CNN host: Pro-speech conservatives just afraid of multiculturalism
- At a University of Missouri free speech symposium, CNN commentator Sally Kohn said conservatives fighting for free speech on college campuses are merely finding creative new ways to "attack diverse principles."
- Her colleague Kirsten Powers countered with an impassioned defense of free expression, but Kohn retorted that she is glad that conservatives feel their ideas are under attack by college censors.
At a University of Missouri free speech symposium, CNN commentator Sally Kohn said conservatives fighting for free speech on college campuses are afraid of multiculturalism.
Kohn made the statement during a sparsely-attended keynote debate Friday with fellow CNN commentator Kirsten Powers on the issue of the fight for free speech on campus, declaring, “Where this whole debate comes from now is a critique of multiculturalism.”
Kohn added that because conservatives can no longer criticize multiculturalism while remaining socially acceptable, they have taken on the campus speech fight because it is a way to “attack diverse principles.”
She then critiqued the “broad conservative agenda” to “protect conservative issues” and repeatedly spoke against “the Koch-funded Foundation for Individual Rights in Education.”
Powers countered by citing examples of liberal bias on college campuses, such as the uproar that is often encountered by both liberal and conservative students who diverge from the liberal orthodoxy, and specifically mentioned Christina Hoff Sommers, an American Enterprise Institute scholar whose speech at Oberlin College was disrupted by numerous protesters, some of whom set up a makeshift “safe space.”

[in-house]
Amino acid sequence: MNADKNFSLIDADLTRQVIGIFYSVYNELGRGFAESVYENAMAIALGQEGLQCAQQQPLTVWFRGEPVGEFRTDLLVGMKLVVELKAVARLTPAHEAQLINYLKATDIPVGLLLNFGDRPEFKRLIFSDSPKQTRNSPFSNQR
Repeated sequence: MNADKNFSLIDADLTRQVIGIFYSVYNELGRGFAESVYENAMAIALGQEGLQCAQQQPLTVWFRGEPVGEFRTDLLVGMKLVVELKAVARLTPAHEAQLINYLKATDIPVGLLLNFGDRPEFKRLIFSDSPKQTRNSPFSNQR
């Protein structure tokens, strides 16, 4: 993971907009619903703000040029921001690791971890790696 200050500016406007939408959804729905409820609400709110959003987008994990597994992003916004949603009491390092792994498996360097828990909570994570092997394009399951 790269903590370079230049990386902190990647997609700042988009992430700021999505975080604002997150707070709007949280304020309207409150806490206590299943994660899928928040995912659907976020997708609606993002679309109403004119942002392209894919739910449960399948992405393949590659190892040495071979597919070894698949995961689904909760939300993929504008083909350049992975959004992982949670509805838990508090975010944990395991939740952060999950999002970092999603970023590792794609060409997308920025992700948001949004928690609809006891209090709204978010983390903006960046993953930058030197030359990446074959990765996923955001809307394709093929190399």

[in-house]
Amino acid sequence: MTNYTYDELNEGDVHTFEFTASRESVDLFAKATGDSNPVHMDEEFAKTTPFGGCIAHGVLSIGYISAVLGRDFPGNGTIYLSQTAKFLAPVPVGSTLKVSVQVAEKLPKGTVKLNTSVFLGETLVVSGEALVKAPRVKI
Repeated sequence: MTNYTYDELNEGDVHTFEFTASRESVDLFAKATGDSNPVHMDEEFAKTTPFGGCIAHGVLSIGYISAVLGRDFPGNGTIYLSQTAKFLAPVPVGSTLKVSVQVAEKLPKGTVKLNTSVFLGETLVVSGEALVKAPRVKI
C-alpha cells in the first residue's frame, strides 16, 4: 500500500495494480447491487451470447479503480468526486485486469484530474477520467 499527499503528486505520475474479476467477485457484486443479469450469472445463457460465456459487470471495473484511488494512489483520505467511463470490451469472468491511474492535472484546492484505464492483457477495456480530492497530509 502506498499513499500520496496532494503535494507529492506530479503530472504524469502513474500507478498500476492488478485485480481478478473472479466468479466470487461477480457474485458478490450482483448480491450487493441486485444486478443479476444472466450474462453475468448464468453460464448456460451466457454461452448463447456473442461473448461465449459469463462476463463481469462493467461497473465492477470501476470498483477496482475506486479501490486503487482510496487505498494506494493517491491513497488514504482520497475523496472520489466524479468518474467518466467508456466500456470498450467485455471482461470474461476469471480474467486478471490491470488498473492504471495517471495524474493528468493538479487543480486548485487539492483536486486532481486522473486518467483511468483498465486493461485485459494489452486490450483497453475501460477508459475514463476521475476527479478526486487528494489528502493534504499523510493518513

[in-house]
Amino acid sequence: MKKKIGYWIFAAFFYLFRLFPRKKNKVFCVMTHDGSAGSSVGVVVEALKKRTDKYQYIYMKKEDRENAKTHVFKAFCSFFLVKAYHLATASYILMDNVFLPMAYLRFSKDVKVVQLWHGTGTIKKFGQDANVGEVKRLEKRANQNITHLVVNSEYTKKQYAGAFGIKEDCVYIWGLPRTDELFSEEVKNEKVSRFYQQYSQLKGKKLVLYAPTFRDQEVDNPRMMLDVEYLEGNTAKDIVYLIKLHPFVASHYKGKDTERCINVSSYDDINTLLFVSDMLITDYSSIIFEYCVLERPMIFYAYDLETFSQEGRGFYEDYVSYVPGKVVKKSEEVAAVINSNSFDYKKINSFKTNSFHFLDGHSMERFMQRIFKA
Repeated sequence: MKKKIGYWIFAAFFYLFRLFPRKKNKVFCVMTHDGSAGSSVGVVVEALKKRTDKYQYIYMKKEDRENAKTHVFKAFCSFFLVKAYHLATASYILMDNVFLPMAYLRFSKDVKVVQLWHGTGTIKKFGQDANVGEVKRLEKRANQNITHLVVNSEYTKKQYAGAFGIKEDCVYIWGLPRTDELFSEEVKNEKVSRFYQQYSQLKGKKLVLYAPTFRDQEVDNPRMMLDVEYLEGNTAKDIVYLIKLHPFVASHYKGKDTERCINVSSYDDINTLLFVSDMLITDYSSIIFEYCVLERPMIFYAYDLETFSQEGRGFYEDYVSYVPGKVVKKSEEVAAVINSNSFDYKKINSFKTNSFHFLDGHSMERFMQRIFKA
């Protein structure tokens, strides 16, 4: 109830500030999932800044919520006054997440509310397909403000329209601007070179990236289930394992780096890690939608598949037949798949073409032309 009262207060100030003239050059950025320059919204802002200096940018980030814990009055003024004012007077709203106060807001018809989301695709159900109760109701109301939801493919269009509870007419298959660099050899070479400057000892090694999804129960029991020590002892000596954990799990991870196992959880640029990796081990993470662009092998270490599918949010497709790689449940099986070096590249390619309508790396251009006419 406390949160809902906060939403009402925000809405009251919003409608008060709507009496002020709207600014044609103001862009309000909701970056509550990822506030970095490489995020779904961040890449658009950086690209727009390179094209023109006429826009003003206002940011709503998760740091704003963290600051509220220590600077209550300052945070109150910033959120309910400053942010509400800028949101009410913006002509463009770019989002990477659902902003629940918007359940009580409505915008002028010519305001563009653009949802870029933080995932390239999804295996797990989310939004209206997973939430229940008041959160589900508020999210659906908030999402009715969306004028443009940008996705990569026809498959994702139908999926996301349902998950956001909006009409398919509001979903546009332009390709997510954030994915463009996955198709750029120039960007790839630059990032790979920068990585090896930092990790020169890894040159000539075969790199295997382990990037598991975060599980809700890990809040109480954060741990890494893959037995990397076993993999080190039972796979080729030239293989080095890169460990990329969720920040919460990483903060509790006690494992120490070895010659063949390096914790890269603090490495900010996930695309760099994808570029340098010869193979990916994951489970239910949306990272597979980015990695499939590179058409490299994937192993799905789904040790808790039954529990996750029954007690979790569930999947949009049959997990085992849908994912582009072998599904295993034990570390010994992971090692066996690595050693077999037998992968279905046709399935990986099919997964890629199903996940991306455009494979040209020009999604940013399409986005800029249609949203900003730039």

Powers also cited the case of a feminist professor at the University of California-Santa Barbara attacking a pro-life demonstrator because she felt threatened by the display, as well as that of a libertarian Muslim student at the University of Michigan whose satirical newspaper article led to demands for his firing because people felt “unsafe.”
“Speech is not in itself dangerous,” Powers declared emphatically.
Kohn retorted that both her and Powers’ white, upper-middle-class upbringings cloud their vision on the issue, claiming that speech that may not be threatening to them may nonetheless be threatening to someone else.
“Feelings are valid,” she mused. “I’m never going to argue with people’s feelings.”
Powers next spoke of the chilling effect that occurs when unpopular viewpoints are silent, arguing that people do not learn when everybody is like them.
Kohn, however, believes this is largely a good thing, especially in the case of conservatives who do not hold progressive social views, saying, “If they feel like they can no longer speak against positive social change, good.”
Once again, Powers insisted that diversity of thought and diversity of ideas are just as important as any other type of diversity, but Kohn refused to concede the point, arguing that some ideas are less deserving of protection than others.
“They think [diversity] is dumbing down humanity, or the greatness and exceptionalism of America,” Kohn said. “I’m happy that’s under assault.”
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